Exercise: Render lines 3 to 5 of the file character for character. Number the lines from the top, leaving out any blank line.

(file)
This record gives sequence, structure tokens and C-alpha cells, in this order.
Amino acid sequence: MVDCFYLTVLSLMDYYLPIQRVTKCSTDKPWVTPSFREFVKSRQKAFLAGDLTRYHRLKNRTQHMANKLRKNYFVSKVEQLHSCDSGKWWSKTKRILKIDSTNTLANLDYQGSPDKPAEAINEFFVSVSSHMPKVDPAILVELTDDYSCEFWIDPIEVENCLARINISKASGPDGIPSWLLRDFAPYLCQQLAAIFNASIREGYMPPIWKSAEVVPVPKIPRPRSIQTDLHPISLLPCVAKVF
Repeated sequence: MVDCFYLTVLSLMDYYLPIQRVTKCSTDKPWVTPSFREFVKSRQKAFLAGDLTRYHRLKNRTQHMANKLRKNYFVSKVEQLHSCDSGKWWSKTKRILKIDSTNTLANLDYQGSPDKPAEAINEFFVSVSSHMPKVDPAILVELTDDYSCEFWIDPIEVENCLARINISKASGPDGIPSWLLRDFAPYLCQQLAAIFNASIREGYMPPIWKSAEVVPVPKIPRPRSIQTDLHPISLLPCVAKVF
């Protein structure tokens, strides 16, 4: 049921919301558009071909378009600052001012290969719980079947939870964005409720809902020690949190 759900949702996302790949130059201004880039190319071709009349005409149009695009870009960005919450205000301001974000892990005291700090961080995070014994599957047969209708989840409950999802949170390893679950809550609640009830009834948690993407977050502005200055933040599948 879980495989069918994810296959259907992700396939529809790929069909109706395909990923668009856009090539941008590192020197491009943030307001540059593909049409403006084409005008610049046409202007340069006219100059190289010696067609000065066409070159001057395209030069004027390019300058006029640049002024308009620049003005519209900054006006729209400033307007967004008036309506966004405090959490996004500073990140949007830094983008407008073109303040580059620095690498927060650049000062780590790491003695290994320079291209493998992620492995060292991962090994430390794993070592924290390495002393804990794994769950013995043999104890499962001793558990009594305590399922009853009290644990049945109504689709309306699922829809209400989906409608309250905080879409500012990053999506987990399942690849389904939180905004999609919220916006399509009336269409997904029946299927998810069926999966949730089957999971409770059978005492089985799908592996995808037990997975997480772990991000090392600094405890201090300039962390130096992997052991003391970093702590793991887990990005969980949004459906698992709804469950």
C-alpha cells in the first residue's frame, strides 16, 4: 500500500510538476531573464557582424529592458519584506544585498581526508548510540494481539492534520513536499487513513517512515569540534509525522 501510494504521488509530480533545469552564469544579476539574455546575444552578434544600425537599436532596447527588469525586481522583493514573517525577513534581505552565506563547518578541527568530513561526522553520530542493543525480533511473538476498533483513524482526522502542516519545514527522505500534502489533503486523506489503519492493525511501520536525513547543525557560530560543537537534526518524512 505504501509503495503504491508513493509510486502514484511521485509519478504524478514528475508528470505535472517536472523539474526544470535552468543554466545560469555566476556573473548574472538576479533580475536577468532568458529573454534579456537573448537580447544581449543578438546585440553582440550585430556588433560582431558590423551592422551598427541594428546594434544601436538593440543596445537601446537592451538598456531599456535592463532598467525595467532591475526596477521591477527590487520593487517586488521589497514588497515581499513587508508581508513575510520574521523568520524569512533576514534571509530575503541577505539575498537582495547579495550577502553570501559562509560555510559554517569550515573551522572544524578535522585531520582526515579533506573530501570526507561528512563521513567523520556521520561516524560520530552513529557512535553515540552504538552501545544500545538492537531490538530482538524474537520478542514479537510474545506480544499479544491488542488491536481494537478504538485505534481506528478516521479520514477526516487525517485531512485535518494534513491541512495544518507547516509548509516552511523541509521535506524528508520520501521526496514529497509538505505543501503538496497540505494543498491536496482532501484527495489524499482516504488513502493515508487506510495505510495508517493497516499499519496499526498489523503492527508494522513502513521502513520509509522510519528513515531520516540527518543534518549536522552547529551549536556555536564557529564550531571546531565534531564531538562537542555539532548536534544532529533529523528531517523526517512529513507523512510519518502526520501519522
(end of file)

Repeated sequence: MVDCFYLTVLSLMDYYLPIQRVTKCSTDKPWVTPSFREFVKSRQKAFLAGDLTRYHRLKNRTQHMANKLRKNYFVSKVEQLHSCDSGKWWSKTKRILKIDSTNTLANLDYQGSPDKPAEAINEFFVSVSSHMPKVDPAILVELTDDYSCEFWIDPIEVENCLARINISKASGPDGIPSWLLRDFAPYLCQQLAAIFNASIREGYMPPIWKSAEVVPVPKIPRPRSIQTDLHPISLLPCVAKVF
């Protein structure tokens, strides 16, 4: 049921919301558009071909378009600052001012290969719980079947939870964005409720809902020690949190 759900949702996302790949130059201004880039190319071709009349005409149009695009870009960005919450205000301001974000892990005291700090961080995070014994599957047969209708989840409950999802949170390893679950809550609640009830009834948690993407977050502005200055933040599948 879980495989069918994810296959259907992700396939529809790929069909109706395909990923668009856009090539941008590192020197491009943030307001540059593909049409403006084409005008610049046409202007340069006219100059190289010696067609000065066409070159001057395209030069004027390019300058006029640049002024308009620049003005519209900054006006729209400033307007967004008036309506966004405090959490996004500073990140949007830094983008407008073109303040580059620095690498927060650049000062780590790491003695290994320079291209493998992620492995060292991962090994430390794993070592924290390495002393804990794994769950013995043999104890499962001793558990009594305590399922009853009290644990049945109504689709309306699922829809209400989906409608309250905080879409500012990053999506987990399942690849389904939180905004999609919220916006399509009336269409997904029946299927998810069926999966949730089957999971409770059978005492089985799908592996995808037990997975997480772990991000090392600094405890201090300039962390130096992997052991003391970093702590793991887990990005969980949004459906698992709804469950």
C-alpha cells in the first residue's frame, strides 16, 4: 500500500510538476531573464557582424529592458519584506544585498581526508548510540494481539492534520513536499487513513517512515569540534509525522 501510494504521488509530480533545469552564469544579476539574455546575444552578434544600425537599436532596447527588469525586481522583493514573517525577513534581505552565506563547518578541527568530513561526522553520530542493543525480533511473538476498533483513524482526522502542516519545514527522505500534502489533503486523506489503519492493525511501520536525513547543525557560530560543537537534526518524512 505504501509503495503504491508513493509510486502514484511521485509519478504524478514528475508528470505535472517536472523539474526544470535552468543554466545560469555566476556573473548574472538576479533580475536577468532568458529573454534579456537573448537580447544581449543578438546585440553582440550585430556588433560582431558590423551592422551598427541594428546594434544601436538593440543596445537601446537592451538598456531599456535592463532598467525595467532591475526596477521591477527590487520593487517586488521589497514588497515581499513587508508581508513575510520574521523568520524569512533576514534571509530575503541577505539575498537582495547579495550577502553570501559562509560555510559554517569550515573551522572544524578535522585531520582526515579533506573530501570526507561528512563521513567523520556521520561516524560520530552513529557512535553515540552504538552501545544500545538492537531490538530482538524474537520478542514479537510474545506480544499479544491488542488491536481494537478504538485505534481506528478516521479520514477526516487525517485531512485535518494534513491541512495544518507547516509548509516552511523541509521535506524528508520520501521526496514529497509538505505543501503538496497540505494543498491536496482532501484527495489524499482516504488513502493515508487506510495505510495508517493497516499499519496499526498489523503492527508494522513502513521502513520509509522510519528513515531520516540527518543534518549536522552547529551549536556555536564557529564550531571546531565534531564531538562537542555539532548536534544532529533529523528531517523526517512529513507523512510519518502526520501519522